28 Dec How to Re-Write Your Money Story
How to Re-Write Your Money Story
You can learn how to re-write your money story. Take an eraser to parts of your past and re-write them using the instructions in this post. Then re-write the future!
Why Re-Write Your Money Story?
Have you ever noticed you make the same mistakes with money over and over again? Do you have persistent patterns of lack, scarcity, envy, feeling undeserving, or other unpleasantness when it comes to money and/or other resources?
No? Please stop reading this post! Please do tell us your story in a comment to this post!
Your Patterns are Like Voices Talking
Learn to Listen Carefully
Step 1 is to tune in and listen to the voices. Try to tease them apart so you can identify which one is speaking, when. You may need to do this because they sometimes speak at the same time and confuse you! You may notice them speaking loud enough to hear at what may seem like very ordinary times: bill-paying or shopping or being asked to donate or spending money, time, or attention on “just” yourself.
What Story Do You Catch Yourself Telling?
Step 2 is to see if you can begin to catch the stories you tell yourself and others: do you “cry poormouth”? Or hear yourself saying others have “lots of money” without having any idea what “they” have? Or do you speak generously and gratefully about the resources that flow into and out of your life?
The Point is Not to Lie!
Step 3: As quickly as you begin to realize the stories you’ve told yourself, you may be tempted to cover them up just as quickly. Please don’t feel you should pretend a fabulous story. You’ll only short-circuit this process. Instead, hear what you hear with as much detachment as you can muster. After all, it’s only a story!
The Clearer the Story, the Easier to Change It
Step 4: The fastest way to change your story is to allow yourself to hear it clearly and in detail. I like to use the metaphor of a river with rocks in it: do you focus on the rocks? or the river?*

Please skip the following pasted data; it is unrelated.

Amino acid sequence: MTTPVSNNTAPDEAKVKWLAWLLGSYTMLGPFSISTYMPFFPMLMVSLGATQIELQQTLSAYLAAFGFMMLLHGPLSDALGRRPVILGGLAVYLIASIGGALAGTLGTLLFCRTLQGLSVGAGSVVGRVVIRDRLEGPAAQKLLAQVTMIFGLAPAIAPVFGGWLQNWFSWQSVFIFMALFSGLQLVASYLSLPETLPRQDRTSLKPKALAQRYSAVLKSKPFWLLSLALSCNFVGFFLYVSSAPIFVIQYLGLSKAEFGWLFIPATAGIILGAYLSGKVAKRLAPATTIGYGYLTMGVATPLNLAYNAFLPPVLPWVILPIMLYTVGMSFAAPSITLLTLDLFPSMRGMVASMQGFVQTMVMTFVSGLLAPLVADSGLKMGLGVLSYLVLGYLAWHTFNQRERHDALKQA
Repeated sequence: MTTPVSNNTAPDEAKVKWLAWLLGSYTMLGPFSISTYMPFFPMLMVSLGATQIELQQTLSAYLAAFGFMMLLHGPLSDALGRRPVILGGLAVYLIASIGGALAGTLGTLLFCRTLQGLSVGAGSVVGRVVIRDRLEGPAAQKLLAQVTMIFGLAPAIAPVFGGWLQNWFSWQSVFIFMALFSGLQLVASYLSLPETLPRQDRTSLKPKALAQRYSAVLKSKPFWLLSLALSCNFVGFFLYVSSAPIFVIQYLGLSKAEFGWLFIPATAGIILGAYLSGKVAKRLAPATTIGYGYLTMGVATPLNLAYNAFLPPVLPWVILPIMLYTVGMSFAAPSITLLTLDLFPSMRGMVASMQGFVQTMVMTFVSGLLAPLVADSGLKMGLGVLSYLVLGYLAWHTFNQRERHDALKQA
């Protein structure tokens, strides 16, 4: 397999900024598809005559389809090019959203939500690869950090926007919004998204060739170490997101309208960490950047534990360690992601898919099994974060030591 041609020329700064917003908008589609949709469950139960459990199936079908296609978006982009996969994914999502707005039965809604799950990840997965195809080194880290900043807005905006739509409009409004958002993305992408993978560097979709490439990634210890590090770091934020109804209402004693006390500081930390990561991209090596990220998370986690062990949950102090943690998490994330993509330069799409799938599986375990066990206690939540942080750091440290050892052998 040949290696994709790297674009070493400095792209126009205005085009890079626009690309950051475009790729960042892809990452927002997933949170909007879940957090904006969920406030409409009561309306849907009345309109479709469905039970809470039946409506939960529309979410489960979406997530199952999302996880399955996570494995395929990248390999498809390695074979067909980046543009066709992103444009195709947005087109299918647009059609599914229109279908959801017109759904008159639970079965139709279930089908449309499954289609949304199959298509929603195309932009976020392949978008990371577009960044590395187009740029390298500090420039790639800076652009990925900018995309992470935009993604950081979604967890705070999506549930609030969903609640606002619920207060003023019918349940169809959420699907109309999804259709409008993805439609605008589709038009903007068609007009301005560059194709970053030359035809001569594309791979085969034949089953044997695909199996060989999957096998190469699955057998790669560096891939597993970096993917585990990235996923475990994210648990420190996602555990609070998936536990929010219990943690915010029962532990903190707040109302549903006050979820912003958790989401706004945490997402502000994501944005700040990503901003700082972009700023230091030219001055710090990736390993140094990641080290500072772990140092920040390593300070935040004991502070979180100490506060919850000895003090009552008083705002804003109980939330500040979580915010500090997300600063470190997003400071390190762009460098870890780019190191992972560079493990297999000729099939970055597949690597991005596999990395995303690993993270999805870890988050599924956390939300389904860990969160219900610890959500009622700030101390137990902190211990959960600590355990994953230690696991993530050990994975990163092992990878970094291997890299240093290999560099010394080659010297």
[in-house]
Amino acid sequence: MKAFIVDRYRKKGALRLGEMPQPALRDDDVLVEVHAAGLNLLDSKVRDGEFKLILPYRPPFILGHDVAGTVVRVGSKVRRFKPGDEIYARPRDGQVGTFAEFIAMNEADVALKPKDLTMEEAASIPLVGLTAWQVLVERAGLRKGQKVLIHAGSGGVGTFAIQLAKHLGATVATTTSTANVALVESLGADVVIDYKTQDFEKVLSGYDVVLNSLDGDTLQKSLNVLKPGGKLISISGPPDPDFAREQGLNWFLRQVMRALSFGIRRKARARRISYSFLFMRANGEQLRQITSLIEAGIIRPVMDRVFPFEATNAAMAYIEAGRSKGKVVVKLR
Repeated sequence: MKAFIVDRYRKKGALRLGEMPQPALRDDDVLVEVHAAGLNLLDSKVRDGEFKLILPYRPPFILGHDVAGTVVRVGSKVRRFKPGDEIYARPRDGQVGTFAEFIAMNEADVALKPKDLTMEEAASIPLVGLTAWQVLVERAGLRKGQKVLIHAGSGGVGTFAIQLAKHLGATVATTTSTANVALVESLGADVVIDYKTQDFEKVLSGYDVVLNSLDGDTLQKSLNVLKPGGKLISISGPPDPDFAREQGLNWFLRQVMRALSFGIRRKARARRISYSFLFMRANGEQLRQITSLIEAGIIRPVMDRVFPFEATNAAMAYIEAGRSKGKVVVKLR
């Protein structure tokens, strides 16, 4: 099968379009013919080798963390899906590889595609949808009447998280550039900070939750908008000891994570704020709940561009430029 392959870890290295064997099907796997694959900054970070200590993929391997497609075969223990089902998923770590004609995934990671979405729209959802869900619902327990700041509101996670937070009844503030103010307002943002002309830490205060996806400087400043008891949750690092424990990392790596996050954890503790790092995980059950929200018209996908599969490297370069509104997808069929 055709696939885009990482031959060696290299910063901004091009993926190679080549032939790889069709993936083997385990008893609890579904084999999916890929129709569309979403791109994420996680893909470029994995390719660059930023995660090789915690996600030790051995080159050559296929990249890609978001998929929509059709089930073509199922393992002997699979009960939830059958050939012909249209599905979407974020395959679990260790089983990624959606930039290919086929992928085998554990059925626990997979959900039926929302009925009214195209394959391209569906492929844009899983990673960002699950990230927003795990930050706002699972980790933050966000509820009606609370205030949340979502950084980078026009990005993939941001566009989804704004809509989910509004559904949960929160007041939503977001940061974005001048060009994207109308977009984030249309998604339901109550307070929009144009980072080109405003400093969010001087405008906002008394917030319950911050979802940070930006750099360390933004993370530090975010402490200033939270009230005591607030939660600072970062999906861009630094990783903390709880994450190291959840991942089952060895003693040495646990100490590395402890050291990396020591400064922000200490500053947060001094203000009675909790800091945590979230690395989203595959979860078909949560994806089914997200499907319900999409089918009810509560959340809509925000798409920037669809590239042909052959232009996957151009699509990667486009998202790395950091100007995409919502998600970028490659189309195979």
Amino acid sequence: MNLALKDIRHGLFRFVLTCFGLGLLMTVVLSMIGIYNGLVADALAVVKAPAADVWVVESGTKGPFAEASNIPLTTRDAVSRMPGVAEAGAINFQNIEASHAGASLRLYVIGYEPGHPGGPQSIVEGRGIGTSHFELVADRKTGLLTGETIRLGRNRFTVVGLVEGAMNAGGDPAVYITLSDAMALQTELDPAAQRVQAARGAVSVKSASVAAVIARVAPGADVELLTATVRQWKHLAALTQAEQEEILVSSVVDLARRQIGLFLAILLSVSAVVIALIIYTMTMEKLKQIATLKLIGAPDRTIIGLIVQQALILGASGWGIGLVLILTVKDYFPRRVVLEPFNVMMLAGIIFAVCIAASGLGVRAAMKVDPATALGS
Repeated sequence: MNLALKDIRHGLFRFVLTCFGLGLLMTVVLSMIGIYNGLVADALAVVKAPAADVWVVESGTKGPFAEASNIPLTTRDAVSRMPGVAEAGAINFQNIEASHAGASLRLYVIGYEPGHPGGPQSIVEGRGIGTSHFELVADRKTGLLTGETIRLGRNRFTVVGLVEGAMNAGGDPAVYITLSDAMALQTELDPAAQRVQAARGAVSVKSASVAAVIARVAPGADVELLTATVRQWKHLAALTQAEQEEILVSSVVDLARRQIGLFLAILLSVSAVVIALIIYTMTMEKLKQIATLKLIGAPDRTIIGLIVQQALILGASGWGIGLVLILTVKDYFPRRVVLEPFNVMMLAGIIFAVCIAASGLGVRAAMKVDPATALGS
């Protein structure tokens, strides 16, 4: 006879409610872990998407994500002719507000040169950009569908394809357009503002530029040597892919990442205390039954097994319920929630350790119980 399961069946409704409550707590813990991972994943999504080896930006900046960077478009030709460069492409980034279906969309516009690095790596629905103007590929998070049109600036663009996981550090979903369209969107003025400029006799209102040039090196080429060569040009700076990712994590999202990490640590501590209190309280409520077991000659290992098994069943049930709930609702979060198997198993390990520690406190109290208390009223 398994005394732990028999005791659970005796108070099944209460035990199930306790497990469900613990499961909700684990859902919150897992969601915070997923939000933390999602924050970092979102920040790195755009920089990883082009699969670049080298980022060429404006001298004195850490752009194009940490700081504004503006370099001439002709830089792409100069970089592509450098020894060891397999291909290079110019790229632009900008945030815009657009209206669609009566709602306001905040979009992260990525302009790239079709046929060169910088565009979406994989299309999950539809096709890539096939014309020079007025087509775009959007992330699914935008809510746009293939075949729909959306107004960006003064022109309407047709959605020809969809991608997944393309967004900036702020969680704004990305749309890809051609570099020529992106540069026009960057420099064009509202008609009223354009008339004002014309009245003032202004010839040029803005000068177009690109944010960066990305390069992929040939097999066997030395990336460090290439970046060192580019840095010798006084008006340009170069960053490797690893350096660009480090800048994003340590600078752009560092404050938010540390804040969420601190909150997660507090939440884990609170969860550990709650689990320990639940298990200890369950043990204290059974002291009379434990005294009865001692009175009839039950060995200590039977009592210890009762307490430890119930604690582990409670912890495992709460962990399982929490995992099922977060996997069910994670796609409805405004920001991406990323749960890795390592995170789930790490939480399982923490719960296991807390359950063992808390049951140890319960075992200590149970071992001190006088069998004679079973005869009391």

The way to change your story is to change its frame, emphasis, starting-point and/or end.
Let me give you an example; you’ll see what I mean right away.
My Old Money Story
When my mother died, she left me what for me was a huge amount of money. I spent it all as fast as I could so she would come back. I was a grown-up. This was the thinking of a little child. Nonetheless, my story was that if the money left, my mother would return. I noticed I was doing this, and kept right on doing it until I had very little left. This is a true story. About me!
My Re-Written Money Story
I grew up in great financial uncertainty and instability. I made money easily and spent it just as easily my whole life. When my mother died, she left me what for me was a huge amount of money. I systematically experimented with lifestyles, partners, places to live, and jobs until I found exactly the right lifestyle, partner, and profession for me. It took me time and lots of money but I knew this was the Universe’s gift to me: a no-fault way to experiment that left me much better positioned now than I have ever been before.
Both Stories are True
Both my money stories are completely true! But truth is only half my point. The other half is: notice you can tell a true story many, many, many ways. And then decide how to tell yours. Feel free to write in your old, new, or both stories in a comment to this post. Share this exercise! And…
*The river metaphor is from this published fundraising article, “Bringing Mindfulness to Fundraising.”
**That’s a pun! Didja get it?